All, the Maurizio Cattelan retrospective at the Guggenheim, opened last night.*  In All, Cattelan’s sculptures, photos, and recreated performances are suspended from an impressive rigging apparatus above the rotunda.  All reminds me of Dorothy’s tornado hallucinations in The Wizard of Oz or Tom Cruise suspended in Mission Impossible.

Maurizio Cattelan: "All" at the Guggenheim

More absurd would be footage of animals being rescued from floods, hoisted by helicopters and carried off and away from the disaster.  And much darker than these, one might recall the hideous images of burned, mutilated Americans hanging from a bridge in Fallujah.

Maurizio Cattelan: "All" at the Guggenheim

This isn’t the only morbid  coincidence relating Maurizio Cattelan’s comic oeuvre with the real world.  Novecento/ Ballad for Trotsky, 1996, the hanging horse, could be replaced by the carriage horse that died two weeks ago in midtown, an inevitable casualty of an inhumane tourist gimmick that profits from overworking animals in inclement conditions.  Now we can zoom in on Cattelan’s Bidibidobidiboo, 1996, a.k.a. the “Squirrel Suicide,” hanging nearby.

Maurizio Cattelan: "All" at the Guggenheim

Maurizio Cattelan: "All" at the Guggenheim

And at the top of Cattelan’s super mobile are Cattelan’s upside-down NYPD officers, only feet away from a male mannequin duct-taped to a wall, and yards away from Cattelan’s iconic, supplicant Hitler, Him, 2001.  It’s a timely alignment for this tumultuous autumn, during which many Facebook walls scroll images and videos of police across the country beating Occupy protestors – most recently and notoriously the reckless Oakland cop who lobbed an explosive device directly at protestors aiding the critically injured Scott Olsen.  “Thugs!” some viewers gasp. “Nazis!”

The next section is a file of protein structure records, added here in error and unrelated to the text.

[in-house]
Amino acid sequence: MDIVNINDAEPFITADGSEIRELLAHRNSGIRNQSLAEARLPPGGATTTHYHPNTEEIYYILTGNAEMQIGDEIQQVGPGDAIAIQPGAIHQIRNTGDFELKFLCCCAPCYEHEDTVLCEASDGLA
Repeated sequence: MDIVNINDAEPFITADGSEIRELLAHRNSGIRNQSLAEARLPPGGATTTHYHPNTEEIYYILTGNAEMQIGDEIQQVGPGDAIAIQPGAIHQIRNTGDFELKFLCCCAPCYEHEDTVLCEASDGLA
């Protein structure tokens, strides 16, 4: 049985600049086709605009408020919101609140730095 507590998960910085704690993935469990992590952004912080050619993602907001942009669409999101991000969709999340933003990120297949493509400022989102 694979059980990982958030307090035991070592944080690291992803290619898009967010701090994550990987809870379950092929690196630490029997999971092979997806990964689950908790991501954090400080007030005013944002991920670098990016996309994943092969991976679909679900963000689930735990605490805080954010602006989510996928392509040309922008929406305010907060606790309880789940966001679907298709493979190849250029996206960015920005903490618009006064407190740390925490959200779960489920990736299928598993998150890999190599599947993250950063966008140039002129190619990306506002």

Maurizio Cattelan: "All" at the Guggenheim

Then again, that duct-taped mannequin is a recreation of A Perfect Day, 1999, for which Cattelan taped up dealer Massimo de Carlo in his Milan gallery for a day.  Given that de Carlo would be among the 1%, the piece begins to look different.  Isn’t this what we’d like to do to a Wall Street CEO?  Hanging beneath that is the blown up newspaper photo of Italian Prime Minister Aldo Mori, who was murdered by  the Red Brigades in 1978.  Here, Cattelan has scribbled over the photo, converting the Communist emblem star over Mori’s head into a shooting Star of Bethlehem.  Cattelan seems to address violent disorder from all sides of power relations; Left and Right, Above and Below.  Just ask his mannequin of Pope John Paul in La Nona Ora, toppled by a stray (or carefully aimed) meteorite (Straight Outta Bethlehem?).  Cattelan’s multilateral criticism is often lightened by humor, yet it’s poignant when pointed.  Perhaps this democratic awareness is behind the title of his retrospective.

Maurizio Cattelan at his Guggenheim Opening

Maurizio Cattelan: "All" at the Guggenheim

"Come at me, bro!"

Maurizio Cattelan: "All" at the Guggenheim

Maurizio Cattelan: "All" at the Guggenheim

*Thank you, Cindy, for the invitation!